In a brief televised speech from an unidentified location, Haftar declared, “By the choice of the Libyan people, the source of sovereignty, we announce that the general command is answering the will of the people, despite the heavy burden and the many obligations and the size of the responsibility, and we will be subject to the people’s wish in front of God, in front of our people, and in front of our conscience and history.”
He added that the LNA “will be (guided by) the people’s will. We will work with our greatest efforts to alleviate suffering from them.”
General Haftar, controls the majority of the war-torn country’s territory, went on to blatantly reject the December 2015 United Nations-brokered agreement that led to the formation of his rival Government of National Accord (GNA) in Tripoli, in which he claimed the devastation of Libya is rooted. “We have followed your (the people’s) response to our call for you to bring down the suspicious political deal which has destroyed the nation, leading it to dangerous places. You have mandated those who you see fit to leading this phase. This is a time when we express our feelings of cherishing this delegation by the people to this historical mission,” he proclaimed.
Similar to most if not all conflicts in the region, global and local powers are involved in multi-layered operations in their own respective best interests. While the GNA led by Prime Minister Fayez al-Sarraj is backed by Turkey, Haftar enjoys the support of Egypt, the United Arab Emirates, Saudi Arabia and Russia.
Actions by domestic leaders are not always in alignment with their patrons visions, however; which was evident in disapproval voiced by Russian Foreign Minister Sergei Lavrov of Haftar’s attempted power-grab. “We did not approve of the recent statement by Mr. Sarraj who had refused to speak to Marshal Haftar. We also do not approve the statement by Haftar that he will single-handedly decide the way that the Libyan people should live. Neither of that helps to find a steady compromise, which is the only way to find the solution to the situation,” he said.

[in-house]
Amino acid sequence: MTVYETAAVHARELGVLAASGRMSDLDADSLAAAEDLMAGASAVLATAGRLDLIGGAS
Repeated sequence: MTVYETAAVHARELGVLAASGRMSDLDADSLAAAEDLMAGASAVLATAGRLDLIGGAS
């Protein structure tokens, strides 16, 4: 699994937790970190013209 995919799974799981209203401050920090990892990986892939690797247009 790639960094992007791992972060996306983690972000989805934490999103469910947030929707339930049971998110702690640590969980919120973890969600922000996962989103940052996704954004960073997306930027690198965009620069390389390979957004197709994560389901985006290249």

During a news conference via videolink, Russia’s top diplomat further insisted that political dialogue is the only way to end the war in Libya, which is strategically located vis-à-vis Europe and maintains significant volumes of onshore crude reserves. Lavrov said, “During all these events we have said that the conflict sides should be persuaded to negotiate the terms that they can accept to resolve the problems of their country.”
It is important to stress that while Libyan Prime Minister Sarraj has signed numerous deals with Turkish President Recep Tayyip Erdoğan, Haftar has primarily sided with Ankara’s main regional rival Egypt and even declared his aspired intention to normalize relations with Israel.